TV Review: ‘2 Broke Girls’ Poised to Make a Lot of Money For CBS

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CHICAGOCBS’s “2 Broke Girls” doesn’t reinvent the formula but it certainly provides laughs within it. The new program most likely to be a consistent hit on any broadcast network makes a perfect fit on Monday nights and should work for audiences loyal to “How I Met Your Mother” and “Two and a Half Men.” With two very-talented stars, clever writing, and a funny pilot, this could be a Monday night staple for years to come. TV Rating: 3.5/5.0
TV Rating: 3.5/5.0

The “Laverne & Shirley” formula of “2 Broke Girls” features Kat Dennings and Beth Behrs in the title roles of Max Black and Caroline Channing. Max has been a “broke girl” for years. She’s the working-class heroine of the piece, the tough-as-nails, cynical waitress who knows a bad customer from a good one and basically keeps the greasy spoon at which she works from falling apart. Naturally, she’s thrown off by the arrival of Caroline, a socialite, silver-spoon, spoiled princess forced to work for a living after her father gets caught up in a Bernie Madoff-esque scandal. Caroline is high maintenance, needy, and generally annoying but Max can tell she has a good heart and the two have a clear friendship by the end of the first episode.

2 Broke Girls
2 Broke Girls
Photo credit: CBS

Max & Caroline work at a dive called Williamsburg Diner, while the brunette (of COURSE, one has to be a brunette and the other a blonde) makes award-worthy cupcakes at night and dreams of starting her own business. They are surrounded by stereotypes — the smooth-talking cashier (Garrett Morris), the sleazy cook (Jonathan Kite), and the Asian owner (Matthew Moy). My biggest concern about “2 Broke Girls” has to be that the supporting cast will never come close to matching the two leads and I don’t think the title characters can carry every single episode.

2 Broke Girls
2 Broke Girls
Photo credit: CBS

Having said that, Dennings and Behrs are stellar. The former has been great in films like “Nick & Norah’s Ultimate Playlist” and “Thor,” while the latter is less familiar. They have perfect future-friend chemistry while also having some of the best comic timing I’ve seen in a pilot. As they get more accustomed to these roles, they could easily be in the conversation regarding the best actress in a comedy category for the Golden Globes and Emmys. And they’re two of the new Fall season’s most likely shots at breakout stars.

“Laverne & Shirley,” “Alice,” “The Odd Couple,” hell, it could even be argued that the title is designed to remind viewers of “Two and a Half Men” — “2 Broke Girls” may be the most derivative new program of the Fall…but that only matters for a scene or two. If you’re laughing, you don’t care. Sure, one would hope that more original programming like “Community” or “Louie” finds a wider audience, but formulas get remixed for a reason — they still work. If the writing and acting are strong enough, no one notices the cliche; no one cares about the formula. And the writing and acting on “2 Broke Girls” work — it’s simply a funny show, which makes any extreme criticism about it being derivative just silly. Who cares if we’ve seen it before if it makes us laugh again?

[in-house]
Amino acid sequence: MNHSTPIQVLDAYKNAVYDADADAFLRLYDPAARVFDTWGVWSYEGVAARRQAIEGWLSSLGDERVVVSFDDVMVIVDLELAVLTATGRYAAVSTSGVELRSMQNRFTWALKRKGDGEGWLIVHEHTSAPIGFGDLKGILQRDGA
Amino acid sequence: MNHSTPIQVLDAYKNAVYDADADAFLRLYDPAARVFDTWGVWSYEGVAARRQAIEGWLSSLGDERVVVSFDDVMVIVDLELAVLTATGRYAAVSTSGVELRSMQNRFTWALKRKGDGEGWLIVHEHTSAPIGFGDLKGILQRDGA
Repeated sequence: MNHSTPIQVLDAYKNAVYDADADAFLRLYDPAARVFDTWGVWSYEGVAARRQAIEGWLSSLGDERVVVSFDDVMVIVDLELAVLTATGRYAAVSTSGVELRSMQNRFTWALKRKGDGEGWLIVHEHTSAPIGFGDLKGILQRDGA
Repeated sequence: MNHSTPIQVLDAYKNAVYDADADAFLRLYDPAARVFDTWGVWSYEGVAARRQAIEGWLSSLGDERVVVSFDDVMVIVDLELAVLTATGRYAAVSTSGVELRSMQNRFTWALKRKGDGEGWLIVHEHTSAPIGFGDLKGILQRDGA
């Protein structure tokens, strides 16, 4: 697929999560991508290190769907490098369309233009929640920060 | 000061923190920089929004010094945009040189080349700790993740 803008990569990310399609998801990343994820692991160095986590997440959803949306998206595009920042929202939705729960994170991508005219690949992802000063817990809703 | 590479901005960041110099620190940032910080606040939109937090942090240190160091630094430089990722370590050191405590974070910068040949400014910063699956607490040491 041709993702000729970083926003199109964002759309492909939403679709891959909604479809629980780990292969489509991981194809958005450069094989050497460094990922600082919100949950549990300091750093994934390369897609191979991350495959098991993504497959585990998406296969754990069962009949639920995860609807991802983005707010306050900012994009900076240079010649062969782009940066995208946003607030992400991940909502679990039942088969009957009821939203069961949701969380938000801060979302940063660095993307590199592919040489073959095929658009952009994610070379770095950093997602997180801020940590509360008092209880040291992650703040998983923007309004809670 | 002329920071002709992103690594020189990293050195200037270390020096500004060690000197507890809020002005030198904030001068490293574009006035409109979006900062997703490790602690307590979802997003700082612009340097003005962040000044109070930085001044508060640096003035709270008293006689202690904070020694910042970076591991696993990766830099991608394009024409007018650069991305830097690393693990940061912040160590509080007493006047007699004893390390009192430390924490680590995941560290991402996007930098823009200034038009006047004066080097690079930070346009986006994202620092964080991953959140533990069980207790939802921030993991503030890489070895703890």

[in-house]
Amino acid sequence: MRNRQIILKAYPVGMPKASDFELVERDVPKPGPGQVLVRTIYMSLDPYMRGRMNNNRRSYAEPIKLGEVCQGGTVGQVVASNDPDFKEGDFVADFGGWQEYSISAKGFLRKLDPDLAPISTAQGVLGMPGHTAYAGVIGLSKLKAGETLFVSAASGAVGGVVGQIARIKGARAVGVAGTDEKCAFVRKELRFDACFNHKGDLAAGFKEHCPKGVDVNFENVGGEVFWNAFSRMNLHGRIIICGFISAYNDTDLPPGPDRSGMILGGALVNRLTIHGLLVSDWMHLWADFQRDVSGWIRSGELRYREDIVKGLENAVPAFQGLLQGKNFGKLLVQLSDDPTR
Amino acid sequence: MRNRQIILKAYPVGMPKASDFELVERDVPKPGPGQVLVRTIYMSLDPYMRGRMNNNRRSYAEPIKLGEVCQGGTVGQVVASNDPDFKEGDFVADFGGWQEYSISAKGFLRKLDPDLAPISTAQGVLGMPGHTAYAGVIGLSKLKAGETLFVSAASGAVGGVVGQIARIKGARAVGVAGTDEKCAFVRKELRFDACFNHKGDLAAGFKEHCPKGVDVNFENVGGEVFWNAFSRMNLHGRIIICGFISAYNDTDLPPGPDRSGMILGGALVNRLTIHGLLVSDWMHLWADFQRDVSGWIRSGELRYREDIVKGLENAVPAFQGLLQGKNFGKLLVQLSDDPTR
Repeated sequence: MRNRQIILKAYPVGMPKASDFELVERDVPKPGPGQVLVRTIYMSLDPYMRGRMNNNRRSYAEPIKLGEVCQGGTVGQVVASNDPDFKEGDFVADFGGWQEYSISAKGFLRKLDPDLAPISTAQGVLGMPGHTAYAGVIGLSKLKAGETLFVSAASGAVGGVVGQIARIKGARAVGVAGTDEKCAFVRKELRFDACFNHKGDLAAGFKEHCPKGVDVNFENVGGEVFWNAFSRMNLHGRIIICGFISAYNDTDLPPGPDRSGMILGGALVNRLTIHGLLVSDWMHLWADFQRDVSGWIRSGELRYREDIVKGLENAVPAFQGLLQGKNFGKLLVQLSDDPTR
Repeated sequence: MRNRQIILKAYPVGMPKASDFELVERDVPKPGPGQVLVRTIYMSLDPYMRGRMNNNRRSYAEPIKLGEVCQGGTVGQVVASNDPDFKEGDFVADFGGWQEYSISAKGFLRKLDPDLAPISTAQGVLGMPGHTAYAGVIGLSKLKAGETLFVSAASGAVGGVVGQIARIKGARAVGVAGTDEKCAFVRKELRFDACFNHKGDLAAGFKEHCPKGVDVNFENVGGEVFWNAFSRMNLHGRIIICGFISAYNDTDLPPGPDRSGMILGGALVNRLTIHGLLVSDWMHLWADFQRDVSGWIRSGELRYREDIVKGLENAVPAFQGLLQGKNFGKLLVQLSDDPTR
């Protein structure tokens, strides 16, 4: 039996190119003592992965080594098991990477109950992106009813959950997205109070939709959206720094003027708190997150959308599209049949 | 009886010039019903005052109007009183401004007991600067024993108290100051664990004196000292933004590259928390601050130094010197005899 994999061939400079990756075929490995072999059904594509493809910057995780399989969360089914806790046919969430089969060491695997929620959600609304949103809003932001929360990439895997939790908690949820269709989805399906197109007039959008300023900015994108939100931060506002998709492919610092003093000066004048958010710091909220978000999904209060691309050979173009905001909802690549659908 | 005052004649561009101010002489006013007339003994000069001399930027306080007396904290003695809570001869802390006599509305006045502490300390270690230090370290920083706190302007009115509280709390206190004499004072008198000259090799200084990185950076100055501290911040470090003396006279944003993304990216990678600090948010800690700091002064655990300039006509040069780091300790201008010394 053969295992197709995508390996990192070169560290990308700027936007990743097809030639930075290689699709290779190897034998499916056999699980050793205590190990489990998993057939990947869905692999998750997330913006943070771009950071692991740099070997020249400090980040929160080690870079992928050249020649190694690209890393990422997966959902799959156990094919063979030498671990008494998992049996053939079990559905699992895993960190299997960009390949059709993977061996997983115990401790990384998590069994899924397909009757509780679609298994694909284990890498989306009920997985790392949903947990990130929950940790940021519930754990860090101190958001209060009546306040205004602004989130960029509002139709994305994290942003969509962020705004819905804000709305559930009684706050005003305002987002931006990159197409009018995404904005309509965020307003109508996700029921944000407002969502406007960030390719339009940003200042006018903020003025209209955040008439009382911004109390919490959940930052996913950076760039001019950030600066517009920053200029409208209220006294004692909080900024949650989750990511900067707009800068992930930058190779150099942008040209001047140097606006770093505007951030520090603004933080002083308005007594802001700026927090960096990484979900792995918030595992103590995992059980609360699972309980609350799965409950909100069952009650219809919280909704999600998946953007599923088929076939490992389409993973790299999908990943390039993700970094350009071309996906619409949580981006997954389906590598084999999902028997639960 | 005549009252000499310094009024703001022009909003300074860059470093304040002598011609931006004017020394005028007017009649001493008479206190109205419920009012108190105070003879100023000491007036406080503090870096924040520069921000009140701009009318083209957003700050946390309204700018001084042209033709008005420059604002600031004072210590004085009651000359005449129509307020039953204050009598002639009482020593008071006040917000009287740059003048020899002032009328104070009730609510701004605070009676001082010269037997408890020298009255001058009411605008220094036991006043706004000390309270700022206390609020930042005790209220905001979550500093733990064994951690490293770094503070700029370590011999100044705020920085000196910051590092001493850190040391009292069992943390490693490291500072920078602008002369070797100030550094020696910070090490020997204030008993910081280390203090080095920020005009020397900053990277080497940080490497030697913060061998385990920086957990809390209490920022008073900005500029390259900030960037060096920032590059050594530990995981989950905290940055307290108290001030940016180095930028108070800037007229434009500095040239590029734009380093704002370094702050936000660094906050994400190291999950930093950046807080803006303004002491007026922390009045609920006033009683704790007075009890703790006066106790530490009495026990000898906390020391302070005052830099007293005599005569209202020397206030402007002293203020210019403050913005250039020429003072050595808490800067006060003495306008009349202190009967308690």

Created by Michael Patrick King and the new David Kelley of the 2011-12 season (in that she’s everywhere, with three new shows), Whitney Cummings, the pilot of “2 Broke Girls” is ably assisted by direction of the sitcom God — James Burrows. The man knows comedy, having worked on many of the shows from which “2 Broke Girls” was derived. Is “2 Broke Girls” groundbreaking? Hell no. I don’t even think its creators would argue that it was. But not everything needs to be. After a long Monday, you just want something funny. And, if the quality of the pilot continues through the first season, this is your best choice for comedy on the entire night.

“2 Broke Girls” stars Kat Dennings, Beth Behrs, Garrett Morris, Matthew Moy, and Jonathan Kite. It was created by Michael Patrick King and Whitney Cummings and premieres on CBS at 8:30pm CST on September 19th, 2011 (before moving to its regular time slot of 7:30pm CST the next week). content director Brian Tallerico

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